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Comparison of scoring systems for predicting stone-free status and complications after retrograde ıntrarenal surgery.

Authors
  • Ozbek, Ridvan1
  • Senocak, Cagri2
  • Haberal, Hakan Bahadir2
  • Damar, Erman2
  • Sadioglu, Fahri Erkan2
  • Bozkurt, Omer Faruk2
  • 1 Department of Urology, Ankara Kecioren Training and Research Hospital, Ministry of Health, University of Health Sciences, Istanbul, Turkey. [email protected] , (Turkey)
  • 2 Department of Urology, Ankara Kecioren Training and Research Hospital, Ministry of Health, University of Health Sciences, Istanbul, Turkey. , (Turkey)
Type
Published Article
Journal
World journal of urology
Publication Date
Oct 15, 2020
Identifiers
DOI: 10.1007/s00345-020-03478-4
PMID: 33057889
Source
Medline
Keywords
Language
English
License
Unknown

Abstract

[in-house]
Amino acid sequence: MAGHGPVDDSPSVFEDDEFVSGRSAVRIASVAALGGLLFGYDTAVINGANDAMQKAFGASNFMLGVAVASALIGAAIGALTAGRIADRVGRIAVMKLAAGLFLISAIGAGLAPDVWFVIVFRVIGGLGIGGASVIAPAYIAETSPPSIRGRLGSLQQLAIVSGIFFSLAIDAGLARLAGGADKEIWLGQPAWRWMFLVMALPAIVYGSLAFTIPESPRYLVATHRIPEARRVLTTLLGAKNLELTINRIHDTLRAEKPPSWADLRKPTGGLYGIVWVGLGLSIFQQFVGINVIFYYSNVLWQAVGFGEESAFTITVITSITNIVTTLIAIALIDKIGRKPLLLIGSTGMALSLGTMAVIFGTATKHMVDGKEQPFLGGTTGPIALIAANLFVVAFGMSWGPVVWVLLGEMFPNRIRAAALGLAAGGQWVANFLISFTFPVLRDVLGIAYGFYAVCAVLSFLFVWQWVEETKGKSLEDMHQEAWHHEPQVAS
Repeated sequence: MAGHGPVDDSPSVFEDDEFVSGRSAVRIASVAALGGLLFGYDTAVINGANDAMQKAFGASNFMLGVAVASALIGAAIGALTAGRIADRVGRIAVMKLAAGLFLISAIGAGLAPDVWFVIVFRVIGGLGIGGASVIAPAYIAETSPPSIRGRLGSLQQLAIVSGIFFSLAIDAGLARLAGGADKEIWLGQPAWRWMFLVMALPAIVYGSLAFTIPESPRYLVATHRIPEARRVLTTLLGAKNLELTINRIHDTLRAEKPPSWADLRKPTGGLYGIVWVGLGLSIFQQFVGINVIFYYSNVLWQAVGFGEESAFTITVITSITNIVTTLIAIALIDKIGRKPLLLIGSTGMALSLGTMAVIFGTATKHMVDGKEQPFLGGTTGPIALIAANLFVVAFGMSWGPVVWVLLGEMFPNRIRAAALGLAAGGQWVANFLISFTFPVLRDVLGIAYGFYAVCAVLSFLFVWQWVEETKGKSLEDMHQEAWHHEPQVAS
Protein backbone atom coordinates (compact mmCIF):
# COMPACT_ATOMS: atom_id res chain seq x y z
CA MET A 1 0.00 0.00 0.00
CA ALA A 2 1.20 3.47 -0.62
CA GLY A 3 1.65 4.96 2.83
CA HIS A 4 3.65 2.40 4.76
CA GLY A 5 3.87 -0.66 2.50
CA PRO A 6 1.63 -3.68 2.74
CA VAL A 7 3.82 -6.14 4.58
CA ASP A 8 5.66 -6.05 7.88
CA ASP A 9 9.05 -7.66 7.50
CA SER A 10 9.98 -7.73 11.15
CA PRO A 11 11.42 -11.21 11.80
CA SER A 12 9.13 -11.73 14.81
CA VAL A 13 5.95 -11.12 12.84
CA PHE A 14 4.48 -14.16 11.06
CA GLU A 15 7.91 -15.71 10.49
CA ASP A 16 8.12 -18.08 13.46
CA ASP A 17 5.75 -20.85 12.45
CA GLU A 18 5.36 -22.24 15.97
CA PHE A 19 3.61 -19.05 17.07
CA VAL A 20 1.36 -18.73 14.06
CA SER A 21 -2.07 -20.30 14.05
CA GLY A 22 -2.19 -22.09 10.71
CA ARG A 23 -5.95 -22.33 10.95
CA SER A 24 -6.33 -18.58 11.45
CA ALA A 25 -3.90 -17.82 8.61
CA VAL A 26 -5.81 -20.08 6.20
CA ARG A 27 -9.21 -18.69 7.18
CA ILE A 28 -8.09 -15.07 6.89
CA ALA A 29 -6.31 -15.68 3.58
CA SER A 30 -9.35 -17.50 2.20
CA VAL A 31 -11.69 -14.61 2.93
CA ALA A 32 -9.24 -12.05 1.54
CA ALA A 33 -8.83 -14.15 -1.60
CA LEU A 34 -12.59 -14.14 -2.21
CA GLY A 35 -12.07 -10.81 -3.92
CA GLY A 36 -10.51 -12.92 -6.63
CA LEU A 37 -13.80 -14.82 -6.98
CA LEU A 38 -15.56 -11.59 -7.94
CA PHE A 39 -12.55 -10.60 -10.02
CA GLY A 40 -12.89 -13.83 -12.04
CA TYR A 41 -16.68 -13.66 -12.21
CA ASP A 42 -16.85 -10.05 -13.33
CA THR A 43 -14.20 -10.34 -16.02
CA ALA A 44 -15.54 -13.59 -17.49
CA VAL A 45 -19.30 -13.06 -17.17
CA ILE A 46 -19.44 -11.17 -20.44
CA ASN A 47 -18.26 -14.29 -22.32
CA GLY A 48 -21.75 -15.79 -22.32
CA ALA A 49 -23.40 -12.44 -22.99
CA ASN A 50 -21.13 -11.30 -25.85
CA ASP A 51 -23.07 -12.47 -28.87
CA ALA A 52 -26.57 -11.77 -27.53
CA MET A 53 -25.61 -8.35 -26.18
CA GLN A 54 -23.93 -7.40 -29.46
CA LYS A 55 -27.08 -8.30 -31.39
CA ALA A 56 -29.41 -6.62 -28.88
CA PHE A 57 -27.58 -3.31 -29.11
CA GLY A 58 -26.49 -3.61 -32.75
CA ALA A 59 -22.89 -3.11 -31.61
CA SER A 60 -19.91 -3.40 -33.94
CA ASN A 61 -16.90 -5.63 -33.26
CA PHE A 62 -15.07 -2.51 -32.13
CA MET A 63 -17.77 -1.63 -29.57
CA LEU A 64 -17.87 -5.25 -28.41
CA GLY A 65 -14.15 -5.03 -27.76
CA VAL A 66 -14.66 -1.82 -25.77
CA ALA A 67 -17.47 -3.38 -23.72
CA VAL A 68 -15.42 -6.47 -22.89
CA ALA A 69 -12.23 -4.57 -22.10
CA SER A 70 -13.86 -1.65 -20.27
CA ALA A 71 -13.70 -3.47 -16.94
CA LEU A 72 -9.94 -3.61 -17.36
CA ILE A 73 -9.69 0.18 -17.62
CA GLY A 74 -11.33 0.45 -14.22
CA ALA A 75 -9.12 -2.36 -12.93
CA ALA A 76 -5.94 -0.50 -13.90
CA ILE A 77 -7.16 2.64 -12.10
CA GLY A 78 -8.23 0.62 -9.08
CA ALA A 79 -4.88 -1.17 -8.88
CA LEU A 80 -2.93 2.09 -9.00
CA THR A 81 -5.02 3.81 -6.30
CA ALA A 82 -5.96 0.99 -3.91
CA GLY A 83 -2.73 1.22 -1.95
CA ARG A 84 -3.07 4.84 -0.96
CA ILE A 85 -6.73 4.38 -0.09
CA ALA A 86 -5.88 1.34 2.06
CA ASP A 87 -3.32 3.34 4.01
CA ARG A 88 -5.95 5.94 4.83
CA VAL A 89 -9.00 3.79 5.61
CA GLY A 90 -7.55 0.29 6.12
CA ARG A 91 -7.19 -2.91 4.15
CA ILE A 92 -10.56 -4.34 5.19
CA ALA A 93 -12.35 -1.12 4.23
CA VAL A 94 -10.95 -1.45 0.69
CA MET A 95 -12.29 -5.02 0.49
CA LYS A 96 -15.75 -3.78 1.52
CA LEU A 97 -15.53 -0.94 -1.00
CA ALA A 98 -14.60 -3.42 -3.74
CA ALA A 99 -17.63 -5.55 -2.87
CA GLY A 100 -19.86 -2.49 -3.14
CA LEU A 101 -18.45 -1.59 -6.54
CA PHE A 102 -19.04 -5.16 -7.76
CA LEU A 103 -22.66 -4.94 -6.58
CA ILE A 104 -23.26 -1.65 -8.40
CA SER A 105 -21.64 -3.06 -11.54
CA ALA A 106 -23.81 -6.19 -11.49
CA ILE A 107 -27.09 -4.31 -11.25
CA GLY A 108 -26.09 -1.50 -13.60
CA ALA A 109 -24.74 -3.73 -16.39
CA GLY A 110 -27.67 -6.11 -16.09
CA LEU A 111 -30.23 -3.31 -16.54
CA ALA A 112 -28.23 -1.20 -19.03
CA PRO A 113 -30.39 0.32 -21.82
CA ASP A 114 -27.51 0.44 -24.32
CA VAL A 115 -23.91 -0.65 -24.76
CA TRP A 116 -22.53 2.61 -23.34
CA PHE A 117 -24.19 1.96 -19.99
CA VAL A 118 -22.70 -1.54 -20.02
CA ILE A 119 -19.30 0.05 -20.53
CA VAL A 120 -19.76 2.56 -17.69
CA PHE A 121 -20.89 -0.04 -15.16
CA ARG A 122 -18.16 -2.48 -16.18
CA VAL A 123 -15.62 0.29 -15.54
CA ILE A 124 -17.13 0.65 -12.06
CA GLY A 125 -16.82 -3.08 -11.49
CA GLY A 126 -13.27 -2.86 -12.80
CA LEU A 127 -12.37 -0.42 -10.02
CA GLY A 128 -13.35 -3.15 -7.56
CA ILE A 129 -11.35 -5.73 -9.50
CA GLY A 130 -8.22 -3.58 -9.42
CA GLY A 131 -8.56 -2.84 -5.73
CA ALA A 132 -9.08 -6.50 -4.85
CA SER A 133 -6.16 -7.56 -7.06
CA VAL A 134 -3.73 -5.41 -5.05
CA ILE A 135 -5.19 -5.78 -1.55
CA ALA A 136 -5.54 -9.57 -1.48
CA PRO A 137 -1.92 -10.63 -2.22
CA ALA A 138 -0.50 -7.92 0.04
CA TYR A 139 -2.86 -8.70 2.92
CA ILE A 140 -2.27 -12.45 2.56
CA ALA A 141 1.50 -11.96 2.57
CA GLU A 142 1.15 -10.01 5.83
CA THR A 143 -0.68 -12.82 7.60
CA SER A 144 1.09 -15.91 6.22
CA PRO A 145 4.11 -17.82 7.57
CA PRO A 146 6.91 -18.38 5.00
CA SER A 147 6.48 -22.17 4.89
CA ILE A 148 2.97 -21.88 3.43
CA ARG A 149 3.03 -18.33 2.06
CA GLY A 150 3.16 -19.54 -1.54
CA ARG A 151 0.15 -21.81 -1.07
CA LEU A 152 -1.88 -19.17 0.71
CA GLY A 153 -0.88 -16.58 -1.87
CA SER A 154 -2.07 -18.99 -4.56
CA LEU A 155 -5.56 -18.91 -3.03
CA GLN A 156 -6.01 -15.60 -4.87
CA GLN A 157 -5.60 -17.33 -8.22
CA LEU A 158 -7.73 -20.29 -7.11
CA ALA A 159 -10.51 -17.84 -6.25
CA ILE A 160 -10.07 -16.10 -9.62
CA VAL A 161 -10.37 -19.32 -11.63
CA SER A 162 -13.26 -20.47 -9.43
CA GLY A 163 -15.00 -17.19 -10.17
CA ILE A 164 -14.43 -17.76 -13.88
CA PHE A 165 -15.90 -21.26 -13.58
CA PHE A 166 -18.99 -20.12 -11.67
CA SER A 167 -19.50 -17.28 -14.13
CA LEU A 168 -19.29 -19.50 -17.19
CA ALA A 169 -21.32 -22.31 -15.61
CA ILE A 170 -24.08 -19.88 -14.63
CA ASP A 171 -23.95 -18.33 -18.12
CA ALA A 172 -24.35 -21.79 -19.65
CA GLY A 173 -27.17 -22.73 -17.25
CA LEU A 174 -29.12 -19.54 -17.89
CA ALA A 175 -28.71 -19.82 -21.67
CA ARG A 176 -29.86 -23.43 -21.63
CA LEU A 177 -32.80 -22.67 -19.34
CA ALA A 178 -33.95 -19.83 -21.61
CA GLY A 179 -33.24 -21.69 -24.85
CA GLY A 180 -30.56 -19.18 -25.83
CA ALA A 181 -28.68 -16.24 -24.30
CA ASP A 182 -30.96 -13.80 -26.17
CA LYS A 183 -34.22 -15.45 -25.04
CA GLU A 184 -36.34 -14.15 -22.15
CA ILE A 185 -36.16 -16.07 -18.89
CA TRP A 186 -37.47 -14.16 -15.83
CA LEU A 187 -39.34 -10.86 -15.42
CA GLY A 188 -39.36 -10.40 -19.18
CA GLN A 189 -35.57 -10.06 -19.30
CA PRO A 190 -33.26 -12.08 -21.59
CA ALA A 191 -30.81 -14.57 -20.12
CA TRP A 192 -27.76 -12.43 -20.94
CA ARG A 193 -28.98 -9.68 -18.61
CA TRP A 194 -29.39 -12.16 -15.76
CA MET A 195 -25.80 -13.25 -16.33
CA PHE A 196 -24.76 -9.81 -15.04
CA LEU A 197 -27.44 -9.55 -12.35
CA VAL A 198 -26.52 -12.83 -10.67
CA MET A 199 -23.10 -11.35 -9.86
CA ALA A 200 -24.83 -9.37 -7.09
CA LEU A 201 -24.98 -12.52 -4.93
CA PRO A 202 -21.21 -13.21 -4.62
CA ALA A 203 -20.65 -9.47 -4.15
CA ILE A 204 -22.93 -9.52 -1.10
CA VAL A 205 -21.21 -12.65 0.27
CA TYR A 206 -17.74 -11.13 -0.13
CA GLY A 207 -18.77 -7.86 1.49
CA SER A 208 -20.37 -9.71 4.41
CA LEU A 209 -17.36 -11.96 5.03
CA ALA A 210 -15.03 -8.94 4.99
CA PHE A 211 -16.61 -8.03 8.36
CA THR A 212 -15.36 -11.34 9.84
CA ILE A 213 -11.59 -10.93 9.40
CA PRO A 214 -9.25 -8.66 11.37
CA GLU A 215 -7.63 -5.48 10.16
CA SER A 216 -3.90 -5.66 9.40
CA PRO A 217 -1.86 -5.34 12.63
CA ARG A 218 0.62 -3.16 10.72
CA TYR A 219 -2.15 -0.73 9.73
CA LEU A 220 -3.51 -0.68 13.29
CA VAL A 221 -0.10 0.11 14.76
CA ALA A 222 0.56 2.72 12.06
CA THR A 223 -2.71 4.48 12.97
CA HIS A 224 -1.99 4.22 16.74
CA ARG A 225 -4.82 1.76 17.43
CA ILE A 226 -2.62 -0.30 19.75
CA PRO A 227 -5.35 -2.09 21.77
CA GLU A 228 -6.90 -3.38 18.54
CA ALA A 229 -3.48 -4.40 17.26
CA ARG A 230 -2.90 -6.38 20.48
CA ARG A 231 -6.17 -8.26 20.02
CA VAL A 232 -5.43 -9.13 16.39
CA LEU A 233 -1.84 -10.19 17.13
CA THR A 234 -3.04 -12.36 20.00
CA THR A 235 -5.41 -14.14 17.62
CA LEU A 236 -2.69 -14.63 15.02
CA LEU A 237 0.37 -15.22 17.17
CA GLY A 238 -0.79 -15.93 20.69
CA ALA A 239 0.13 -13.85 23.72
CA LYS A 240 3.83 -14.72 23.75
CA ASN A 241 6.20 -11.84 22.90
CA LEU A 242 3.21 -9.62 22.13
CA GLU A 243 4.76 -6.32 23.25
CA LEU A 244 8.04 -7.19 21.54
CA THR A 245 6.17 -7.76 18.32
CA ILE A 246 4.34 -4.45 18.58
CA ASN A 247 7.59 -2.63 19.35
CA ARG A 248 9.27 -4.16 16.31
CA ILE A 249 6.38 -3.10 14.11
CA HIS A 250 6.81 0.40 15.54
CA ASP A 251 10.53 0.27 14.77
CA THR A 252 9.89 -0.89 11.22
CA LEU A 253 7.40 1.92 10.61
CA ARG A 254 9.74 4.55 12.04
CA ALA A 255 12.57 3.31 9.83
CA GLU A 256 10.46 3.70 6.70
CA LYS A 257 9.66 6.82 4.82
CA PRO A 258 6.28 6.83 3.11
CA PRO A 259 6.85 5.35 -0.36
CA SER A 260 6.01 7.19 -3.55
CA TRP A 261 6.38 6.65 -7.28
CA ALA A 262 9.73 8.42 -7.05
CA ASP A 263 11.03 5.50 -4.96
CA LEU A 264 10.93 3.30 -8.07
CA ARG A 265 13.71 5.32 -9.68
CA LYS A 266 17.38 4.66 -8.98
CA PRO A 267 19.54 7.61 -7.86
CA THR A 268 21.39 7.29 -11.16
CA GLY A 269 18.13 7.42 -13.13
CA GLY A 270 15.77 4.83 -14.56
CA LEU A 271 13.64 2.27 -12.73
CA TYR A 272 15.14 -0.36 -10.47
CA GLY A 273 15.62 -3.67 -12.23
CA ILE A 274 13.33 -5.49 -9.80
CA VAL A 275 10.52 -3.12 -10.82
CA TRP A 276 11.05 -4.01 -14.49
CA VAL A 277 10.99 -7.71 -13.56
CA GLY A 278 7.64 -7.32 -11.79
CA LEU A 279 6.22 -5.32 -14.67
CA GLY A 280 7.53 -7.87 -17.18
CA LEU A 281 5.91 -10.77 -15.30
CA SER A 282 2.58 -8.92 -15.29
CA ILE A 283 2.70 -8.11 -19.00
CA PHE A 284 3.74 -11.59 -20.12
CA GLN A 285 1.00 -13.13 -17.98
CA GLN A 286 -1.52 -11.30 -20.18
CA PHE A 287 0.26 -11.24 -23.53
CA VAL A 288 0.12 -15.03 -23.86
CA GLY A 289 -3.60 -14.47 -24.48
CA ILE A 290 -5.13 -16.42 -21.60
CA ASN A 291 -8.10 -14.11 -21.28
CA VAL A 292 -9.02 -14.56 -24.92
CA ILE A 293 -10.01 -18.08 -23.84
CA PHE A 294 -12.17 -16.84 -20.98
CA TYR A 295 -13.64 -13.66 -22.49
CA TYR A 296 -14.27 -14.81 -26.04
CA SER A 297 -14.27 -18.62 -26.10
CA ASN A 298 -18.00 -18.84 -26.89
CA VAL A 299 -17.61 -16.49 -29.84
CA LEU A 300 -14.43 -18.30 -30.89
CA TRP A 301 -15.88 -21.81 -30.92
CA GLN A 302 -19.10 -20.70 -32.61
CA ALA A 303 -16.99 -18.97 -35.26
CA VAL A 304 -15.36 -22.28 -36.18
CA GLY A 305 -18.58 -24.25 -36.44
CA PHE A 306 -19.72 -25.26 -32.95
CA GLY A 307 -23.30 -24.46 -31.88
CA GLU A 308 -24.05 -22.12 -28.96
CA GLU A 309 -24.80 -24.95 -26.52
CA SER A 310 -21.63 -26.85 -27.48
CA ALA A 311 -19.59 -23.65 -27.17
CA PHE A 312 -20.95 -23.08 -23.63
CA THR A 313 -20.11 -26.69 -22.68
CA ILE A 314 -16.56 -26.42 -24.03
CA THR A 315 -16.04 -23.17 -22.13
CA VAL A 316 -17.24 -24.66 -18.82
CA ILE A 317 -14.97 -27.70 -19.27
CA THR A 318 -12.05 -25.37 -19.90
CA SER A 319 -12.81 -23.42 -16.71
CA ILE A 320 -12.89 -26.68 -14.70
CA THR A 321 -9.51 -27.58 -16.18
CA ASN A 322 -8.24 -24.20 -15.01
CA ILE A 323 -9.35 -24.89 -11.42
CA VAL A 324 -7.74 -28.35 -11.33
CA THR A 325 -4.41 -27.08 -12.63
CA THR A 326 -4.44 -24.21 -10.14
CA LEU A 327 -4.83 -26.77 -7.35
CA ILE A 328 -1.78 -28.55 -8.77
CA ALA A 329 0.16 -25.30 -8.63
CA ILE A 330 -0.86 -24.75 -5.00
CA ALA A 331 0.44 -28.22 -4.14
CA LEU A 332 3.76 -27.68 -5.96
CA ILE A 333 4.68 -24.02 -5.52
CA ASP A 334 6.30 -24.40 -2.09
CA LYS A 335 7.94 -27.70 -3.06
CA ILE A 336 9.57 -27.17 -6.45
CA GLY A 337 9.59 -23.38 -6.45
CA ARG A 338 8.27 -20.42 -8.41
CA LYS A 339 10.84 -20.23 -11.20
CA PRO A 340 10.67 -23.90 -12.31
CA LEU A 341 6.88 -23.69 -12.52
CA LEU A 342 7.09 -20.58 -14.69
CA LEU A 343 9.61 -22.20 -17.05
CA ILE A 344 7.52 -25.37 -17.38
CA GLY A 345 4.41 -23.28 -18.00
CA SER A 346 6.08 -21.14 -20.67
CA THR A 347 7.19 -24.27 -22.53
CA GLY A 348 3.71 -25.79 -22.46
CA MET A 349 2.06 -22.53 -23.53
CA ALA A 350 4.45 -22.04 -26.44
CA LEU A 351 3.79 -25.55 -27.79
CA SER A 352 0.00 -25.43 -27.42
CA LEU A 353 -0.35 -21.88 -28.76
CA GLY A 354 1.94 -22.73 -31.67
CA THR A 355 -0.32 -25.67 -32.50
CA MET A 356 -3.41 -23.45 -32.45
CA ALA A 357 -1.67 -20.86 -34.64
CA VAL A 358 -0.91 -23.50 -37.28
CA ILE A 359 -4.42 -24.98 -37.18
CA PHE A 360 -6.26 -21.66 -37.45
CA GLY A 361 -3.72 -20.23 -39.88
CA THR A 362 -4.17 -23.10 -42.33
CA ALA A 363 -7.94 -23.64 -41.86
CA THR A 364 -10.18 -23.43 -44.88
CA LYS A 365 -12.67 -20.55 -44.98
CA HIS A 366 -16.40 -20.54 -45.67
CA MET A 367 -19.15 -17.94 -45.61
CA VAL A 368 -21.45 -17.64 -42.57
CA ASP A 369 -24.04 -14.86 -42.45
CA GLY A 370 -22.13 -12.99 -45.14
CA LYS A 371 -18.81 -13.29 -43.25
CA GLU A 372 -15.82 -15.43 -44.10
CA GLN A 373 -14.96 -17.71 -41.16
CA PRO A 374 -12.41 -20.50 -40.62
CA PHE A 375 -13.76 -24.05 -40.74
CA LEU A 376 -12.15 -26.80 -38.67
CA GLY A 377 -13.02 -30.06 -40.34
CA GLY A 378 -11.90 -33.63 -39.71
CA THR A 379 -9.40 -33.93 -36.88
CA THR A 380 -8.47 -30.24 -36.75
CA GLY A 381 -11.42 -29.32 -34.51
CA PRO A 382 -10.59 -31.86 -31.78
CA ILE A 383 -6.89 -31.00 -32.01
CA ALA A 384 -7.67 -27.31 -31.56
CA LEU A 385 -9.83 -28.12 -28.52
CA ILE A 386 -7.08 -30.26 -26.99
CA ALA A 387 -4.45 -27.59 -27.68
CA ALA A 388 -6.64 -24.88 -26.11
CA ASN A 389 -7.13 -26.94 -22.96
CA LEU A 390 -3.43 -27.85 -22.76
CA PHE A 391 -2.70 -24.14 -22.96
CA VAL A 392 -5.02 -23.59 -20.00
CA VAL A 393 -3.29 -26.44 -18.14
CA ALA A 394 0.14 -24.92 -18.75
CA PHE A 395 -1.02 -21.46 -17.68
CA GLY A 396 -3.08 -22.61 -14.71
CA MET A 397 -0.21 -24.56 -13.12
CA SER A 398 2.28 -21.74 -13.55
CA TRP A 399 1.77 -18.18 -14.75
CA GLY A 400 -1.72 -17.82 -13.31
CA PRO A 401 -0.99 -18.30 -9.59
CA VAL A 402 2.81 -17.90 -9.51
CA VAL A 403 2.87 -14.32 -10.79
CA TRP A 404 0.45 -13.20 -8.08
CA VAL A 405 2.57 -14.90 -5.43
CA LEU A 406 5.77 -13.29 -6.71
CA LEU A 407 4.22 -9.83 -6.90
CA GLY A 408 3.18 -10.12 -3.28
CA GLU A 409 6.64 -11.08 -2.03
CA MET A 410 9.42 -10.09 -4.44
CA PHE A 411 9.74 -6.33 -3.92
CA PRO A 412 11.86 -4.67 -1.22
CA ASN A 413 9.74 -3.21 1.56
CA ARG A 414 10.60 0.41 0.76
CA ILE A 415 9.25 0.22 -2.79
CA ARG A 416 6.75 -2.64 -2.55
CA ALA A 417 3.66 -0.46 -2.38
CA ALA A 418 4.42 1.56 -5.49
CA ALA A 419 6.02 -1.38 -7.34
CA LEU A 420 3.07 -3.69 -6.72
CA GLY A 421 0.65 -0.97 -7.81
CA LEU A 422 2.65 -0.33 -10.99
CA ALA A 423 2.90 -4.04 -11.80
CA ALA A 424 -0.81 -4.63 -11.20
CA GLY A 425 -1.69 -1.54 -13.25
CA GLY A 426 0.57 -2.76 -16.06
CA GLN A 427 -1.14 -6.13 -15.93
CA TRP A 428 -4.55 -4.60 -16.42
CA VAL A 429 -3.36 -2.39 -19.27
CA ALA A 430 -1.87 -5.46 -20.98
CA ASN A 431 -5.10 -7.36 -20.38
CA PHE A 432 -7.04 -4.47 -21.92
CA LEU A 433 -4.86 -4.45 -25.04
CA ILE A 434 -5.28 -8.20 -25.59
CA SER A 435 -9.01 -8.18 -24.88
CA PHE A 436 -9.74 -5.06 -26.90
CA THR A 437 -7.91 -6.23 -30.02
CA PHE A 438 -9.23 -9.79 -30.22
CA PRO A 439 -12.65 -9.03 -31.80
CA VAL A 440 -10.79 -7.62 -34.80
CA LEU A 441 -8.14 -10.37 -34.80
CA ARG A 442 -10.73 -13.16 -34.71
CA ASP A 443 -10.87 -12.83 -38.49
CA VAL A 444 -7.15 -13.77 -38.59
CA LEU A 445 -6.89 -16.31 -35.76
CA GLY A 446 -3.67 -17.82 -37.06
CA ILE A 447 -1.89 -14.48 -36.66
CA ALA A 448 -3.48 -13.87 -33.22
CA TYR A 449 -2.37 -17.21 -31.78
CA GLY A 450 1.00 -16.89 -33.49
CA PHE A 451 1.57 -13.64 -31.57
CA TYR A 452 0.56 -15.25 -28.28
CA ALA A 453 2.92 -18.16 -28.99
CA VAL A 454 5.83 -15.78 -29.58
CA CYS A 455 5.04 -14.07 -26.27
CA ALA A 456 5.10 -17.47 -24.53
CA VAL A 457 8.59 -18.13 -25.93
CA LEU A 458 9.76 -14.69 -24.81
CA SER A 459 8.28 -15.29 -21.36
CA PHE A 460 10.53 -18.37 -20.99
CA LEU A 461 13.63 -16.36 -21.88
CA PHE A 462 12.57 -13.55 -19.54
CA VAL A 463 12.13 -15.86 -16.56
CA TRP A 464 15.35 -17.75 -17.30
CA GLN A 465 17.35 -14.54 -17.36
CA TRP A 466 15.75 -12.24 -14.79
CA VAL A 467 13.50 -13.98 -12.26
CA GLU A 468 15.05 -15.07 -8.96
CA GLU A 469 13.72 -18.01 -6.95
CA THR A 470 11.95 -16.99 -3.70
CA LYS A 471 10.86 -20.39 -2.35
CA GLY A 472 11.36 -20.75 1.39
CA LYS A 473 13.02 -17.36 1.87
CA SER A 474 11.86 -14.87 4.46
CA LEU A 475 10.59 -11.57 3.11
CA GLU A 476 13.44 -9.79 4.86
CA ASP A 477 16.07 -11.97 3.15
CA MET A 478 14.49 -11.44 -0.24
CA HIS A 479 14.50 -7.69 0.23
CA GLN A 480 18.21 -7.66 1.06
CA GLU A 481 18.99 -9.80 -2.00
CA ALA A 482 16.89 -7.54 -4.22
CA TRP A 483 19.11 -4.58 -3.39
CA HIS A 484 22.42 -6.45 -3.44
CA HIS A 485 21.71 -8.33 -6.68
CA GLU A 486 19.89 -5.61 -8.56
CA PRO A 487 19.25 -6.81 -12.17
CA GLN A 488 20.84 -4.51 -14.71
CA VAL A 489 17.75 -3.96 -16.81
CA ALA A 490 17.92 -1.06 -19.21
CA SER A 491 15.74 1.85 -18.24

To compare the effectiveness of scoring systems in predicting stone-free rates (SFR) and complications following retrograde intrarenal surgery (RIRS). We retrospectively analyzed 280 patients who underwent RIRS for kidney stones between 2016 and 2019. The Resorlu-Unsal Stone score (RUSS), Modified Seoul National University Renal Stone Complexity (S-ReSC) score, and R.I.R.S. scoring system score were calculated for each patient who was enrolled in the study. Subsequently, stone scoring systems were compared as to their predictive capability for SFR using receiver-operating characteristic curves. Furthermore, multivariate analysis was done to determine whether the scoring systems associated with SFR and complications. The median patient age was 44 (35--56). The median RUSS, S-ReSC, and R.I.R.S scores were 0 (0-1), 1(1-2), and 6 (5-7), respectively. The overall SFR was 76.7%. The R.I.R.S. scoring system was found to have a higher predictive value in predicting postoperative SFR than the other two scoring systems (p < 0.001, AUC = 0,816). RUSS, R.I.R.S. score, and stone size were found to be independent predictive factors for SFR (p = 0.049, p = 0.024, p = 0.033, respectively). Complications were observed in 3.2%(9/280) of patients. Stone scoring systems were not statistically associated with complications. Operation duration was the only independent risk factor for complications (p = 0.010). The R.I.R.S. scoring system was found to have a higher predictive value than RUSS and S-ReSC to predict SFR following RIRS in our study. However, none of the stone scoring systems was directly proportional to complications of RIRS.

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